KeyTime Struct


Specifies when a particular key frame should take place during an animation.

/// [Windows.Foundation.Metadata.ContractVersion(Microsoft.UI.Xaml.WinUIContract, 65536)]
struct KeyTime
[Windows.Foundation.Metadata.ContractVersion(typeof(Microsoft.UI.Xaml.WinUIContract), 65536)]
public struct KeyTime
Public Structure KeyTime
<object property="[days.]hours:minutes:seconds[.fractionalSeconds]"/>


This example uses XAML attribute syntax to set KeyTime values on several types of DoubleAnimationUsingKeyFrames classes.

        <Storyboard x:Name="myStoryboard">

            <!-- Animate the TranslateTransform's X property
           from 0 to 350, then 50, then 200 over 10 seconds. -->
       Duration="0:0:10" EnableDependentAnimation="True">

                <!-- Using a LinearDoubleKeyFrame, the rectangle moves 
           steadily from its starting position to 500 over 
           the first 3 seconds.  -->
                <LinearDoubleKeyFrame Value="500" KeyTime="0:0:3" />

                <!-- Using a DiscreteDoubleKeyFrame, the rectangle suddenly 
           appears at 400 after the fourth second of the animation. -->
                <DiscreteDoubleKeyFrame Value="400" KeyTime="0:0:4" />

                <!-- Using a SplineDoubleKeyFrame, the rectangle moves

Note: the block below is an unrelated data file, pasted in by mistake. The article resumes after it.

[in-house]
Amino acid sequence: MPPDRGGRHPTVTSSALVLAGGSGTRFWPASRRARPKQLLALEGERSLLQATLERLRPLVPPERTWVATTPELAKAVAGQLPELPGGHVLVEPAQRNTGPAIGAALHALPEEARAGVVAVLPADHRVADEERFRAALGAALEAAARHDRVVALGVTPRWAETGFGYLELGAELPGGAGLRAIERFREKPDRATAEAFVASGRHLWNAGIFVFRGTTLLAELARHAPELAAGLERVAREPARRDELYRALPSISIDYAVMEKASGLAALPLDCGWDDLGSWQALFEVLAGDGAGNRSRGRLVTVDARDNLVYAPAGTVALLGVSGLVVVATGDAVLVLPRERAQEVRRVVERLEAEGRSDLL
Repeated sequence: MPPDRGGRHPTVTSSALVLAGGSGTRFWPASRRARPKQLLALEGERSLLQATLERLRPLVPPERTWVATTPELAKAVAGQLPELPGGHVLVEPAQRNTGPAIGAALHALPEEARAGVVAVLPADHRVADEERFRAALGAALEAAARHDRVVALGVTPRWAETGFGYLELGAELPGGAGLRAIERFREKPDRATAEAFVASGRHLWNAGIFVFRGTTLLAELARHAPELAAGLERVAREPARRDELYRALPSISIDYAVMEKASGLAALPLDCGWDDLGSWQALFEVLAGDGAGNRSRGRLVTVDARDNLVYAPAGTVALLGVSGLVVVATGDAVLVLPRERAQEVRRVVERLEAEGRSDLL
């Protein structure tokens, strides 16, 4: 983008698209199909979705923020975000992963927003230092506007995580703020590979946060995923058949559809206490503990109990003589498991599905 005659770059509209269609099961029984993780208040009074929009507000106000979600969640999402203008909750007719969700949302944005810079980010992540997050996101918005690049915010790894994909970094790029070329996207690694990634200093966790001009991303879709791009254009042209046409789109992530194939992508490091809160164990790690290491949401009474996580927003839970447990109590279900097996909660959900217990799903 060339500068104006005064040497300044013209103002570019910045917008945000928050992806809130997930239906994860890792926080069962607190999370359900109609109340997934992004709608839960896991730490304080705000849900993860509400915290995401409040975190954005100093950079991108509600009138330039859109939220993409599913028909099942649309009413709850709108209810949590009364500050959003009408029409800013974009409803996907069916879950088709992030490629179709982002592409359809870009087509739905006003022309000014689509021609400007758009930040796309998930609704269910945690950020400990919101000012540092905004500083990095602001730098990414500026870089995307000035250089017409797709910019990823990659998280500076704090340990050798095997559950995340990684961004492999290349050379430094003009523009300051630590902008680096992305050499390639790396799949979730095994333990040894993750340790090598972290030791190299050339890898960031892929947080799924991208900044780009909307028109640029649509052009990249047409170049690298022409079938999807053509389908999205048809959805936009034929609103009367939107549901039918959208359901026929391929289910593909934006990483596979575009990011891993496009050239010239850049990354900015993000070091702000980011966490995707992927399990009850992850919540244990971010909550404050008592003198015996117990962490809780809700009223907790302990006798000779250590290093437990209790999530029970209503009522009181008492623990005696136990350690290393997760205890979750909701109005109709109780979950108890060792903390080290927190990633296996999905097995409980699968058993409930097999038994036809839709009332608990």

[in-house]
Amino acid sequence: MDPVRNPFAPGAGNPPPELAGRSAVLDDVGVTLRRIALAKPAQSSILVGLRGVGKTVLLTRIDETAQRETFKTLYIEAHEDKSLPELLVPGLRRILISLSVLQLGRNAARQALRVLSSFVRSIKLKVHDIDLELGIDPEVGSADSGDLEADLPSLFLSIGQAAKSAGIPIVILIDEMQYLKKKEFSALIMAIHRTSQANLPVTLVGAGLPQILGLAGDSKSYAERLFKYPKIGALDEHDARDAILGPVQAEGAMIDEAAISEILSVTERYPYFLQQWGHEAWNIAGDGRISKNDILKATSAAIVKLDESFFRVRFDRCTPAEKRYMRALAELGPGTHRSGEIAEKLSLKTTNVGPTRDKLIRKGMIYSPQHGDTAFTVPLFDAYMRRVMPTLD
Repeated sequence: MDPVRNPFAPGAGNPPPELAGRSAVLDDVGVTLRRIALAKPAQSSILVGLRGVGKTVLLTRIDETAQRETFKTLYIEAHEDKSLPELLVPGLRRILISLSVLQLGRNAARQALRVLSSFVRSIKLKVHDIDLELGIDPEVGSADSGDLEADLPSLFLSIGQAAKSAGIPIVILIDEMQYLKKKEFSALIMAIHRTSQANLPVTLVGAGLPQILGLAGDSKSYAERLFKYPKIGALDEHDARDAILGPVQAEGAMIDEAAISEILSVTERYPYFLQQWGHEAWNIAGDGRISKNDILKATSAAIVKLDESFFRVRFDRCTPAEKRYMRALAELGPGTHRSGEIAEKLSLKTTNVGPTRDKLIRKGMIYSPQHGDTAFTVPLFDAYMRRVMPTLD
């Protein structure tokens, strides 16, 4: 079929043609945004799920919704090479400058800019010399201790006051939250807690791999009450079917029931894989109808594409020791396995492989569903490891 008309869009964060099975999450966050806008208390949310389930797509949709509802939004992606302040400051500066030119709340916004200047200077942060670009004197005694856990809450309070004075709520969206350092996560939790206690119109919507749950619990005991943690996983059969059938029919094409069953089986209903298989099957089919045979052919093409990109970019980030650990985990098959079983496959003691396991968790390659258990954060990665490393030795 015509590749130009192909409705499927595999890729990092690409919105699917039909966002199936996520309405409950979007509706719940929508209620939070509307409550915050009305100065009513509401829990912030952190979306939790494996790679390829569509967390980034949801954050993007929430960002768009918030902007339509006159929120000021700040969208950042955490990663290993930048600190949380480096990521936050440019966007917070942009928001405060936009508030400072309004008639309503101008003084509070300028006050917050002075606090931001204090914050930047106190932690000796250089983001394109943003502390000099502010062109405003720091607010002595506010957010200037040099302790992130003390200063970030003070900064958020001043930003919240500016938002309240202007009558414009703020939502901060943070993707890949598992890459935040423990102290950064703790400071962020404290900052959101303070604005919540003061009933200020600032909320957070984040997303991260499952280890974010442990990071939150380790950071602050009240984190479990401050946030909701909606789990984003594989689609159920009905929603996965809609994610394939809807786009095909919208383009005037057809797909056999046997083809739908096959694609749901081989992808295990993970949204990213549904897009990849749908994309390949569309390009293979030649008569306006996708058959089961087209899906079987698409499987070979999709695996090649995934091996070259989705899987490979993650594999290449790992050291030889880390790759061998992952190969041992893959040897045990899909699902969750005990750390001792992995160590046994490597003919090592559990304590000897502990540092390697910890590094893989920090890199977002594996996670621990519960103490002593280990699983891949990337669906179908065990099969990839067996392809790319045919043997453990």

back to its starting point. The animation starts out slowly at 
           first and then speeds up. This KeyFrame ends after the 6th
           second. -->
                <SplineDoubleKeyFrame KeySpline="0.6,0.0 0.9,0.00" Value="0" KeyTime="0:0:6" />


    <Rectangle PointerPressed="Pointer_Clicked" Fill="Blue"
 Width="50" Height="50">
            <TranslateTransform x:Name="MyAnimatedTranslateTransform" />

// Start the animation when the object loads
private void Start_Animation(object sender, RoutedEventArgs e)
' Start the animation when the object loads
Private Sub Start_Animation(ByVal sender As Object, ByVal e As EventArgs)
End Sub


Each key frame's KeyTime property specifies when that key frame ends. It does not specify how long the key frame plays. The amount of time a key frame plays is determined by when the key frame ends, when the previous key frame ended, and the animation's duration.

Specifying a KeyTime by only an integer without any time span literal characters such as : or . will result in a KeyTime of that number of days! This is seldom the intended result. Usually you specify time spans in seconds. Thus the KeyTime string typically includes preceding zero values for hours and minutes, along with the literal : as separator between hours, minutes, and seconds. For example, to specify a KeyTime of five seconds, the correct string is "0:0:5" ("0:0:05" is equivalent).

Notes on XAML syntax

You cannot declare a KeyTime as a shareable object in a ResourceDictionary.

Projection and members of KeyTime

If you are using a Microsoft .NET language (C# or Microsoft Visual Basic), or Visual C++ component extensions (C++/CX), then KeyTime has some utility methods, and its data member TimeSpan is exposed as a read-only property, not a field.

For Microsoft .NET, Duration exposes TimeSpan.Parse for its TimeSpan, a FromTimeSpan method, and an Implicit operator. These aren't available from the structure in Visual C++ component extensions (C++/CX) but you can use KeyTimeHelper.FromTimeSpan.

If you are programming with C++ using the Windows Runtime Template Library (WRL), then only the data member field TimeSpan exists as a member of KeyTime. WRL code can access FromTimeSpan as it exists on the KeyTimeHelper class.



The time component of this KeyTime.

Applies to